KNITTA, PLEASE!

By Izabela Stabinska   Photos: magdasayeg.com

If you come across a tree, parking meter, scooter, or even a famous statue covered in a cozy colourful knit, it will most likely be an example of “yarn bombing”, a new type of graffiti, where instead of a few cans of spray, the artist uses few skeins of yarn!

Yarn bombing also known as “knit graffiti”, is becoming more and more popular all around the world and it usually “attacks” urban landscapes where the contrast of vivid colours with gray buildings is the most striking.

It all started in 2005 when Magda Sayeg knitted a blue-and-pink cover for the door handle of her store in Texas. The piece got so much attention that people would stop by to praise her handwork. When others got hooked on the idea, Magda created a group known as “Knitta, please”, which decorated a number of trees, lamp posts, fire hydrants, and monuments often leaving a paper tag bearing the name “knitta, please”.

The idea evolved into an international trend and the colourful yarns spread throughout the world covering places like Australia, Japan, Sweden, France, England, Italy, Poland, Germany, Mexico, South Africa, and by now probably a lot more. The artists would often mark holidays by using pink yarn for Valentines Day, or sparkly one for New Years.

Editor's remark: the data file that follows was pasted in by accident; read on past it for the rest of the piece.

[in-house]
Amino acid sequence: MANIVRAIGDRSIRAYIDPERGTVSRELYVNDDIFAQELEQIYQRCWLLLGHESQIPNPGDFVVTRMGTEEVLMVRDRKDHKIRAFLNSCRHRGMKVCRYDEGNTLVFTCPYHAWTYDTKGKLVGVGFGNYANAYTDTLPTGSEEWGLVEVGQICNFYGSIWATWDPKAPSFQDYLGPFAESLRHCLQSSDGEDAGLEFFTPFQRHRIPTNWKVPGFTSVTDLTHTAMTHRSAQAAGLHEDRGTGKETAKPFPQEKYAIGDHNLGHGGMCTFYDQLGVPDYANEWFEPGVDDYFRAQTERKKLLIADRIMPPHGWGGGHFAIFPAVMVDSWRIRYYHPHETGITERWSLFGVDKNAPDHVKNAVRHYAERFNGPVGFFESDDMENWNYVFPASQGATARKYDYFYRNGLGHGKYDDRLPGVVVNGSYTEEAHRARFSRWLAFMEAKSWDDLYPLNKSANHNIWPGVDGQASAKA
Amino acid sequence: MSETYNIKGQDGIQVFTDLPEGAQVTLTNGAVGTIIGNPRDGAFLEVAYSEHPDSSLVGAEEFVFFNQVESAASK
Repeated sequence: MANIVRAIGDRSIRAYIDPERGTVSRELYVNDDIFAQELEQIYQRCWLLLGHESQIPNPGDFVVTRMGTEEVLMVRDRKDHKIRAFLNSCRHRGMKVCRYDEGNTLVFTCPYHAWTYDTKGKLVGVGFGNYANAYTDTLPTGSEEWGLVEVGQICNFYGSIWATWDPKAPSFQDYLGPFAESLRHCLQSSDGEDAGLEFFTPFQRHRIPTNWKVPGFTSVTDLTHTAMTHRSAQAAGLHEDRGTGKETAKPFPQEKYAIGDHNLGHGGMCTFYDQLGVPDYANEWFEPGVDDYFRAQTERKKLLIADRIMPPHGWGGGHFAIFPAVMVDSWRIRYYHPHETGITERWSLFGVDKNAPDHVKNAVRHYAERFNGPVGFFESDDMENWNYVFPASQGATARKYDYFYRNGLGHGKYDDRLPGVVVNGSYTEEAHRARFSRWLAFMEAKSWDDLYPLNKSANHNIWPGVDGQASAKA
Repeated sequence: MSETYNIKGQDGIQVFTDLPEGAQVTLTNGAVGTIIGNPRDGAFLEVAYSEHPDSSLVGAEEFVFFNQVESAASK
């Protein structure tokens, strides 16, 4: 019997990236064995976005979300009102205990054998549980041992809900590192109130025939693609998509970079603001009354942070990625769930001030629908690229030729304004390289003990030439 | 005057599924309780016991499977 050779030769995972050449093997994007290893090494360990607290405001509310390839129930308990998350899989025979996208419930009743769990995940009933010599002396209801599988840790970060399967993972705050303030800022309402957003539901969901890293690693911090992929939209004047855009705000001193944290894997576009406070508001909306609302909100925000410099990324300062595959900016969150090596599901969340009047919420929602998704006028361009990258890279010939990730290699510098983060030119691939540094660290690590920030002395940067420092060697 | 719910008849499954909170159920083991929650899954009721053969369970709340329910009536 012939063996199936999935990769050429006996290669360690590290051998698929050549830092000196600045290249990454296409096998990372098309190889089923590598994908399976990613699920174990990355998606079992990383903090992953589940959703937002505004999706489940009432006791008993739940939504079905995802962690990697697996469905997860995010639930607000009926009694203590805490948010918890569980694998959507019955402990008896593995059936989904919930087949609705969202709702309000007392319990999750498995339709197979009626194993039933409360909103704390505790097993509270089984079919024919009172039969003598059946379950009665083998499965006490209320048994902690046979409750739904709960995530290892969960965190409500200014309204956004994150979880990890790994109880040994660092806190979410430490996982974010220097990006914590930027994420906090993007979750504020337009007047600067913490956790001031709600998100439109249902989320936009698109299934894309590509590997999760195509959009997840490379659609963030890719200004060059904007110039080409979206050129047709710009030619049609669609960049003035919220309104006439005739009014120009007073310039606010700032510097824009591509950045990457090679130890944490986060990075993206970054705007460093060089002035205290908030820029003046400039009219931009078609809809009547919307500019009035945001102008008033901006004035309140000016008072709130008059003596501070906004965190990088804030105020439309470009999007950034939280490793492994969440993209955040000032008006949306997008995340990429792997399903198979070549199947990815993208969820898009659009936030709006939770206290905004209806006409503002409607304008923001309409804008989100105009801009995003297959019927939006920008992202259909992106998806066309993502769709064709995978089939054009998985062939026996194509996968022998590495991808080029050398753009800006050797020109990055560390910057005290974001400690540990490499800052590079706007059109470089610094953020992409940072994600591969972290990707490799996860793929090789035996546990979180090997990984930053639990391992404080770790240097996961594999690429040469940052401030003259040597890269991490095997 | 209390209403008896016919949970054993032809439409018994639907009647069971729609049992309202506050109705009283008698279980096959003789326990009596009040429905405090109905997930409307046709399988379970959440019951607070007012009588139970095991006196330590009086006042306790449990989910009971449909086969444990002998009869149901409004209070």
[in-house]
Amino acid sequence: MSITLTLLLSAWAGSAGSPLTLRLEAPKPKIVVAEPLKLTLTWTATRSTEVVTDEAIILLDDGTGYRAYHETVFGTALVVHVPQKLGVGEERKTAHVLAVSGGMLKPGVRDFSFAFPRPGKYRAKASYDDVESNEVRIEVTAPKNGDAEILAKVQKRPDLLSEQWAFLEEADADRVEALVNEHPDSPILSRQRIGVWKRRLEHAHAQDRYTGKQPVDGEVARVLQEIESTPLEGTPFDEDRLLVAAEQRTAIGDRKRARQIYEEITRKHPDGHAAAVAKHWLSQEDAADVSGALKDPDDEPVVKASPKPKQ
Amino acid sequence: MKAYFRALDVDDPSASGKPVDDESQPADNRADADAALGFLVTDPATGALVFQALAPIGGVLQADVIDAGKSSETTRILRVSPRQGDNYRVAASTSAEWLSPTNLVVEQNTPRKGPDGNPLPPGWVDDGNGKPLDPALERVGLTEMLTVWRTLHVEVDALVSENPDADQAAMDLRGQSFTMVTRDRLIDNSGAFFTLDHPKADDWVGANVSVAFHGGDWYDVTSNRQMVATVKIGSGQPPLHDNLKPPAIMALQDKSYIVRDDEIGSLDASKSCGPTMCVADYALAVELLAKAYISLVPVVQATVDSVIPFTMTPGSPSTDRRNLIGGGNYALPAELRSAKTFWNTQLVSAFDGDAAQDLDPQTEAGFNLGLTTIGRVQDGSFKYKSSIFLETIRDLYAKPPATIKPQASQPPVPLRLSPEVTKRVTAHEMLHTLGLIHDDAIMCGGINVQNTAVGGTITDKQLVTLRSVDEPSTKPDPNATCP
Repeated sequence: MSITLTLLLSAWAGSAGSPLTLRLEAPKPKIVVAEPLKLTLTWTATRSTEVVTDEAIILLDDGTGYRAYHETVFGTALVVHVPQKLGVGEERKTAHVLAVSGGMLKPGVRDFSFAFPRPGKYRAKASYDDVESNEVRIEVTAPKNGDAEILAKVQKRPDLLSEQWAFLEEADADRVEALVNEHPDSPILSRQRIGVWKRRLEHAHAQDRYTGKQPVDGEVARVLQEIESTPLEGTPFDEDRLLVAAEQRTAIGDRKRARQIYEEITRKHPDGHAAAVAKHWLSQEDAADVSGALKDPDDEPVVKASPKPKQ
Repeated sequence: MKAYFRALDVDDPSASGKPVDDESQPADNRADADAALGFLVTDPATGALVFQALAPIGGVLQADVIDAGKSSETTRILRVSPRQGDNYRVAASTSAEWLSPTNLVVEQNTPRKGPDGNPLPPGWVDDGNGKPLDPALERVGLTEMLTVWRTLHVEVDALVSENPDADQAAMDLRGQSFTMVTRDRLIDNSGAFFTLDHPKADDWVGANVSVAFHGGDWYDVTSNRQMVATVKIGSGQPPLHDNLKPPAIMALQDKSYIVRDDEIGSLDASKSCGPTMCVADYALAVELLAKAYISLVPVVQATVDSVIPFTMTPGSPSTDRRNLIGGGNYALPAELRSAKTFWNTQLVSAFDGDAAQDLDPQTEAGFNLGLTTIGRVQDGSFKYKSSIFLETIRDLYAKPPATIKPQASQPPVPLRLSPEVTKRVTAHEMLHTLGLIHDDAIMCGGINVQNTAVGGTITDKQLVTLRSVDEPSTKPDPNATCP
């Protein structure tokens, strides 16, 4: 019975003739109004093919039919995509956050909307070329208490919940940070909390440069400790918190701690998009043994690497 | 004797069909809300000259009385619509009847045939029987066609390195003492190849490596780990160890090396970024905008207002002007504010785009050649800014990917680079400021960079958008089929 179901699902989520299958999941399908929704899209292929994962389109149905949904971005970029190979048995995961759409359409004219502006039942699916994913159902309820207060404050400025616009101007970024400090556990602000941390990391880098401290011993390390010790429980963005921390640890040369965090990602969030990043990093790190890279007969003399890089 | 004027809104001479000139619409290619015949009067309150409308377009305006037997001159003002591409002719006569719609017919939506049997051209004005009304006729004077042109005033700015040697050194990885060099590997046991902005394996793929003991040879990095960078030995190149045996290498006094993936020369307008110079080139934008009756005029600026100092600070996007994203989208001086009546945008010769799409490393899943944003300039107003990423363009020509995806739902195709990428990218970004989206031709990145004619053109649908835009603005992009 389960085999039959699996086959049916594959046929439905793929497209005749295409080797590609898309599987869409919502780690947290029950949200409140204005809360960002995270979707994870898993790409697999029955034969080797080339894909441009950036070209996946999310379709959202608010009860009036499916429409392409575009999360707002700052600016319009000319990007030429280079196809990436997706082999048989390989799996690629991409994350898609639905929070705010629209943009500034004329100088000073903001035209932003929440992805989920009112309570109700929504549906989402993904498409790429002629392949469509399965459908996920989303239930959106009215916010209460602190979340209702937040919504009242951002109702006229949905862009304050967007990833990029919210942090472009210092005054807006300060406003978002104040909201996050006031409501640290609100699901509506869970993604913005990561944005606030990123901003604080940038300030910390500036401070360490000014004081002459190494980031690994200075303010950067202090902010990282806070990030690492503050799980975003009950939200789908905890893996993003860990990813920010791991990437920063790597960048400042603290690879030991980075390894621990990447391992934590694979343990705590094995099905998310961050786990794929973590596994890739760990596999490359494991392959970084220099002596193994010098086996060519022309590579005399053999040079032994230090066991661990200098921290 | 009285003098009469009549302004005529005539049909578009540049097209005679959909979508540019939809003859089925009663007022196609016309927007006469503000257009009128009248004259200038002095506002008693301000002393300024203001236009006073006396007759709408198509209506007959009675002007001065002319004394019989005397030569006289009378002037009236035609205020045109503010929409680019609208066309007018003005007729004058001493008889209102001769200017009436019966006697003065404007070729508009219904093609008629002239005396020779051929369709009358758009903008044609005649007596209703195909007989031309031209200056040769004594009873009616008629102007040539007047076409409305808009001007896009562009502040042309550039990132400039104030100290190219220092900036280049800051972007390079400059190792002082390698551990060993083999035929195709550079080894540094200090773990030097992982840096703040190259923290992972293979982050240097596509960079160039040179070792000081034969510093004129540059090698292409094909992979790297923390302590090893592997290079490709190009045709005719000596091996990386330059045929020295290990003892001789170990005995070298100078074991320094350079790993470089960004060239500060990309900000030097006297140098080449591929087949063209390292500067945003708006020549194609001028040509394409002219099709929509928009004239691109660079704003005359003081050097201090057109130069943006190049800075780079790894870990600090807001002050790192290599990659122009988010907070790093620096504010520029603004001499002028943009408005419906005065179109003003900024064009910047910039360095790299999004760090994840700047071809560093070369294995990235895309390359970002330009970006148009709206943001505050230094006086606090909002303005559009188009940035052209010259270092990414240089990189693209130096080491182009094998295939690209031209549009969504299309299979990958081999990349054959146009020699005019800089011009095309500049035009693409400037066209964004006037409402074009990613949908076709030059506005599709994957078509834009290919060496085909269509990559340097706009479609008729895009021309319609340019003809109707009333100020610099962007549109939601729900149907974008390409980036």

By now Magda has turned her hobby into a full-time job and has been commissioned to make knit covers for parking meters in Brooklyn, a Christmas sweater for Toyota Prius, and almost entire park for the new Gap ad campaign! You can see all the projects on Magda Sayeg’s website.

And while some say knit graffiti ruins the city and its historical landscapes, there are probably more who admire the cheerful new idea of street art.

Whose side are you on?

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